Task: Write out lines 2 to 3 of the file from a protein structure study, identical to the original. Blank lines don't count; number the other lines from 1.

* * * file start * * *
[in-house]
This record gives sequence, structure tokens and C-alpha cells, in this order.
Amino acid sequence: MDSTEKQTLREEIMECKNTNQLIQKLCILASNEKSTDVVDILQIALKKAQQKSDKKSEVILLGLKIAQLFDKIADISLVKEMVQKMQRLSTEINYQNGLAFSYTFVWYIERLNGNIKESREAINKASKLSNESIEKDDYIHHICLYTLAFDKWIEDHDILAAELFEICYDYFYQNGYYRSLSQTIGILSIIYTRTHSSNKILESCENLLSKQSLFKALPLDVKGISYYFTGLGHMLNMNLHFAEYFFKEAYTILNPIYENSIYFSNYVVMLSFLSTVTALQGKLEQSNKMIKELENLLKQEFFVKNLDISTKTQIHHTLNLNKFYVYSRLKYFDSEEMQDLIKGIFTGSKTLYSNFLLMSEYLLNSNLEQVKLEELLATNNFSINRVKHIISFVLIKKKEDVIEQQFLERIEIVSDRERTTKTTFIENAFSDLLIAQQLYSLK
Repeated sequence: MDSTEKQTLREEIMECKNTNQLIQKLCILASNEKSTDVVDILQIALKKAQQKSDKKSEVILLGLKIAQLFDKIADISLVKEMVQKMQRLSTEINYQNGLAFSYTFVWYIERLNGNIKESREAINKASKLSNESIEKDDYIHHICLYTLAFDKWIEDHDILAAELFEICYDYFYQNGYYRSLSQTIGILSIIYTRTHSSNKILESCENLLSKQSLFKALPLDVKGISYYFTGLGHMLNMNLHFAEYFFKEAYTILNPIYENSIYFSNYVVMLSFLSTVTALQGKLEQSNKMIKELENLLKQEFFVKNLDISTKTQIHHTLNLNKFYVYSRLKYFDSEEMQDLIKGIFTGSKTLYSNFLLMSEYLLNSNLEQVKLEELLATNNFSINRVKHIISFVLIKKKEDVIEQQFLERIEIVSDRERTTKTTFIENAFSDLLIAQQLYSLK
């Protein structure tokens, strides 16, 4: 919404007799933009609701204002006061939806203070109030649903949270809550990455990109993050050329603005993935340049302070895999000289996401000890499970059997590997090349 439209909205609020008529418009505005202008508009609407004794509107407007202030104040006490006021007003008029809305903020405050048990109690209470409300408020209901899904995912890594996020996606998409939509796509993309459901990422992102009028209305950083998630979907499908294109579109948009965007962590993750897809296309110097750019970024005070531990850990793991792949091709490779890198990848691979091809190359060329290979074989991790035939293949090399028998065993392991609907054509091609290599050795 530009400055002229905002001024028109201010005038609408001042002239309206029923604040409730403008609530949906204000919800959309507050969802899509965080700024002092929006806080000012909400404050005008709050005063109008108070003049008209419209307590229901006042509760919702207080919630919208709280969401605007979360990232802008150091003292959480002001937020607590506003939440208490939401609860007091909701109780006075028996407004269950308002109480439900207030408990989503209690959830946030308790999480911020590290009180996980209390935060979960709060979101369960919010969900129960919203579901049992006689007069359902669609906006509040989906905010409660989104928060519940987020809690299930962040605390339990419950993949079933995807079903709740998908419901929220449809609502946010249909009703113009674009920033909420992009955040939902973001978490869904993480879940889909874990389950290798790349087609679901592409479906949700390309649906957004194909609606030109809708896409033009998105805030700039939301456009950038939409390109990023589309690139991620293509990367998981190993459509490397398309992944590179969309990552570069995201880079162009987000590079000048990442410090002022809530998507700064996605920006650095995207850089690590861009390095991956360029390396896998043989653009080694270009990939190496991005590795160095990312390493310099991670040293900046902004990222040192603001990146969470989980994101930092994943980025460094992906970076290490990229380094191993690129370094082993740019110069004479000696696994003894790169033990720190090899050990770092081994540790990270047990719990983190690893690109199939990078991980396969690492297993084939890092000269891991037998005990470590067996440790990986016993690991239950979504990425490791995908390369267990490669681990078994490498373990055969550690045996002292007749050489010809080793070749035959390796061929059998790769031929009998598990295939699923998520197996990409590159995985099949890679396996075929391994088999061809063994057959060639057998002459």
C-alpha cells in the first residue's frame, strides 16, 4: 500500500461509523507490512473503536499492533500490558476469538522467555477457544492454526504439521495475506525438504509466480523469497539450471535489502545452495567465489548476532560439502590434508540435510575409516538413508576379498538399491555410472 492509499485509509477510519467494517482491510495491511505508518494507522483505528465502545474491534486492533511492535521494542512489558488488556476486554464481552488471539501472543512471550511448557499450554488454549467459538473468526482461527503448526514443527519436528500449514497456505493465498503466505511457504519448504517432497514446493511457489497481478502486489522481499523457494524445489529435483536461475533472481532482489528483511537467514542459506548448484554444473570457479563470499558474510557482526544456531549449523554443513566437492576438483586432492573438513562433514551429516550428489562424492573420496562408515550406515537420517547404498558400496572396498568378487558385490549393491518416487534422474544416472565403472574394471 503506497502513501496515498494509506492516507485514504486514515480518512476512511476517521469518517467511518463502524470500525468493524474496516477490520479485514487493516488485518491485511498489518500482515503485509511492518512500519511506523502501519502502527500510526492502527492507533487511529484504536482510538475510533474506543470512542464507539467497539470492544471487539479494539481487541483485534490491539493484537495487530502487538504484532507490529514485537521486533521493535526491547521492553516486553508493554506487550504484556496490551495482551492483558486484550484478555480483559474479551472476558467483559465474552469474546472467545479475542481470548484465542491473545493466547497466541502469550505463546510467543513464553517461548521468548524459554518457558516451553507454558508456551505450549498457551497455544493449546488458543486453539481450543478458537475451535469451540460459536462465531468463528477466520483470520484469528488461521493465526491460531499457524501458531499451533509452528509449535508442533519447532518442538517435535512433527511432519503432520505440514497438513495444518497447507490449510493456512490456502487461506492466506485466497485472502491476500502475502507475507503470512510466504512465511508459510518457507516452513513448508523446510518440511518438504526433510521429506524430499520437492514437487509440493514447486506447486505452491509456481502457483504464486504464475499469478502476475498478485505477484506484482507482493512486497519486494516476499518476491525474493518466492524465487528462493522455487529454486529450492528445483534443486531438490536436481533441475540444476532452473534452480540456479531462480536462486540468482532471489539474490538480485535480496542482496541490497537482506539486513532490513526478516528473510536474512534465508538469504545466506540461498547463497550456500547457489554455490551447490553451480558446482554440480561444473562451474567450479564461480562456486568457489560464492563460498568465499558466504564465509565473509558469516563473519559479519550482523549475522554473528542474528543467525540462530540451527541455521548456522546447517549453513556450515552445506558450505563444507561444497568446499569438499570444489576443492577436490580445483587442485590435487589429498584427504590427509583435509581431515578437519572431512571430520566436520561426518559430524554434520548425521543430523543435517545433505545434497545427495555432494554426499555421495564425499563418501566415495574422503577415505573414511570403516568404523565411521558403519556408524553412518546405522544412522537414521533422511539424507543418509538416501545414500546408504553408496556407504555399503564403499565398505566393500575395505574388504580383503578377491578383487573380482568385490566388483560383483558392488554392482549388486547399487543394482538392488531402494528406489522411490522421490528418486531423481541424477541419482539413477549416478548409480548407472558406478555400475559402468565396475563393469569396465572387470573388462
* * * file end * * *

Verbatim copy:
This record gives sequence, structure tokens and C-alpha cells, in this order.
Amino acid sequence: MDSTEKQTLREEIMECKNTNQLIQKLCILASNEKSTDVVDILQIALKKAQQKSDKKSEVILLGLKIAQLFDKIADISLVKEMVQKMQRLSTEINYQNGLAFSYTFVWYIERLNGNIKESREAINKASKLSNESIEKDDYIHHICLYTLAFDKWIEDHDILAAELFEICYDYFYQNGYYRSLSQTIGILSIIYTRTHSSNKILESCENLLSKQSLFKALPLDVKGISYYFTGLGHMLNMNLHFAEYFFKEAYTILNPIYENSIYFSNYVVMLSFLSTVTALQGKLEQSNKMIKELENLLKQEFFVKNLDISTKTQIHHTLNLNKFYVYSRLKYFDSEEMQDLIKGIFTGSKTLYSNFLLMSEYLLNSNLEQVKLEELLATNNFSINRVKHIISFVLIKKKEDVIEQQFLERIEIVSDRERTTKTTFIENAFSDLLIAQQLYSLK